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South African Dental Journal

versão On-line ISSN 0375-1562
versão impressa ISSN 0011-8516

S. Afr. dent. j. vol.72 no.2 Johannesburg Mar. 2017

 

SEDATION

 

Continuous education in sedation: The importance of training and updating the sedation practitioner

 

 

JA RoelofseI; C LapereII; W BothaIII

IJames a Roelofse: MB.ChB, MMed, PhD, Dip NDBA (USA). Professor University of the Western Cape, Visiting Professor, University College London
IICherese Lapere: MB.ChB, DipPEC, DA(SA), PDD. Sedation Practitioner
IIIwill Botha: MB.ChB, PG Dip Sedation. Sedation Practitioner, Sedation Solutions, London

Correspondence

 

 


Keywords: Training, office based sedation, guidelines


 

 

INTRODUCTION

The number of office-based surgery cases for minor and major surgical procedures under sedation has increased dramatically over the last few years. This emphazises the importance of providing safe procedural sedation and analgesia to patients in this setting. Physicians providing sedation need to be trained and to update their knowledge and skills regularly according to contemporary sedation guidelines.

 

DISCUSSION

Over the last few decades, there has been a dramatic increase in the amount of office based anaesthesia or sedation due to the rise in major and minor surgical procedures performed outside the traditional setting. This includes: physicians' offices, dental offices, procedure suites, e.g. endoscopic suites, imaging facilities, emergency departments, other inpatient hospital settings and ambulatory surgical day centres.1

Goodchild et al comment on the recent 2016 update of the Sedation Guidelines of the American Dental Association is to the effect that we need to raise the bar of safe sedation without creating barriers for access of care.2 They further say that previously outdated guidelines cannot continuously account for the constant changing variables - our patient population who are presenting for, and expecting, safe sedation.

Benefits of office-based sedations are numerous and include convenience, patient satisfaction, scheduling flexibility as well as a major increase in cost-effectiveness. However, it may not be appropriate for all practitioners or patients. Concerns about office-based surgery and anaesthesia are based on many factors.3 These include whether the facilities meet the requirements for safe practice, the provision of back up in case of medical emergencies, the ability of the practitioner to rescue and a lack of support personnel.

When setting up an office-based service, the physicians involved as well as the staff must be committed and enthusiastic to develop a culture of teamwork, safety and continuous quality improvement.4

Worldwide there have been many attempts to unify sedation guidelines nationally, and on internationally agreed standards. These updated guidelines attempt to clarify contentious issues such as the use of continuous expired carbon dioxide monitoring, as well as the level of training that practitioners should have to be able to conduct office based sedation safely.1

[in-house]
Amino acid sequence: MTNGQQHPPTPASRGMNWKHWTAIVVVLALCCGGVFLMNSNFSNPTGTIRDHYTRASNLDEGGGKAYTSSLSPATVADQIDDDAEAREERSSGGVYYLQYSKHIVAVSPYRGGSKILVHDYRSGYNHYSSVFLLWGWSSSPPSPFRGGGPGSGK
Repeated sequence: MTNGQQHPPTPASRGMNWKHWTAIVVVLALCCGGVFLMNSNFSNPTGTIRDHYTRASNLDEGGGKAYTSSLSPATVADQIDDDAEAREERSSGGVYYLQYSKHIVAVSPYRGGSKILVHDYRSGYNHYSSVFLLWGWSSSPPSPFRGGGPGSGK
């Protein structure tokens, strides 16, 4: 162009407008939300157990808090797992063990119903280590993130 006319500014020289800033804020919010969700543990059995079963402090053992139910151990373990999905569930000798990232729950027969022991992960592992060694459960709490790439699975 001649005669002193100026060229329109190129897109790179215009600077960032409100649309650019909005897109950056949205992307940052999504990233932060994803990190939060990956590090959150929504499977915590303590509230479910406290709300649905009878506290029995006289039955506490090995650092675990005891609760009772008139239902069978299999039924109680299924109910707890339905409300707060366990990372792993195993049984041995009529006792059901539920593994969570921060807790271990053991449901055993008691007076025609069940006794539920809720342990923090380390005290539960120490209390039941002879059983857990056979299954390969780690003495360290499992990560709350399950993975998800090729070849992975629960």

Research suggests that equipment and facilities should meet the requirements for safe practice and personnel should be properly trained and accredited. Safety check lists have also been devised to improve patient outcomes.5

Structured sedation protocols aimed at incorporating safety principles have been widely implemented and shown to successfully reduce morbidity of office-based sedation.1 Procedural sedation, especially for paediatric patients, has serious associated risks.6

Practice recommendations are based on the well-known fact that even if a deeper level of sedation was not intended, the sedation of any patient may present a continuum on which a patient can be more deeply sedated than intended, and therefore at risk of respiratory depression, apnoea, loss of protective reflexes, and cardiovascular instability.7

Practitioners performing office based sedation need to understand that the specific setting generally lacks immediate backup. Even if medical services are requested immediately in cases of emergency, the sedation practitioner is responsible for life-support measures while awaiting that back up.1

Some studies suggest that these skills are best maintained with frequent simulation and team training.8 Rescue techniques require specific training and skills.

Competency with emergency algorithms, especially of the airway, is fundamental for safe sedation and successful patient rescue.9 The American Academy of Pediatrics published their newest guidelines in 2016 and suggest that practitioners who administer moderate sedation to pediatric patients, as well as their support personnel, need to be trained in providing life-support, such as is offered in the PALS (pediatric advanced life-support) course.

What can sedation practitioners currently use as guidelines and training opportunities to keep updated and appropriately trained to administer safe sedation and able to manage known complications?

SOSPOSA is a special interest group of the South Africa Society of Anaesthesiologists (SASA) as well as a member of the International Federation of Dental Anaesthesiology Societies (IFDAS). Every year, several conferences and opportunities are presented, in which practitioners can partake.

SASA and SOSPOSA offer sedation refreshers courses at their annual conferences and the post-graduate Sedation Certificate is another training opportunity for practitioners. Advanced life support courses such as PALS and ACLS, as well as basic life support for supporting staff can be completed at various facilities across the country. International conferences are also opportunities when practitioners can be updated in their sedation knowledge, skills and gain Continuing Professional Development (CPD) points. A part-time Postgraduate Certificate course over a year is also available for training in sedation.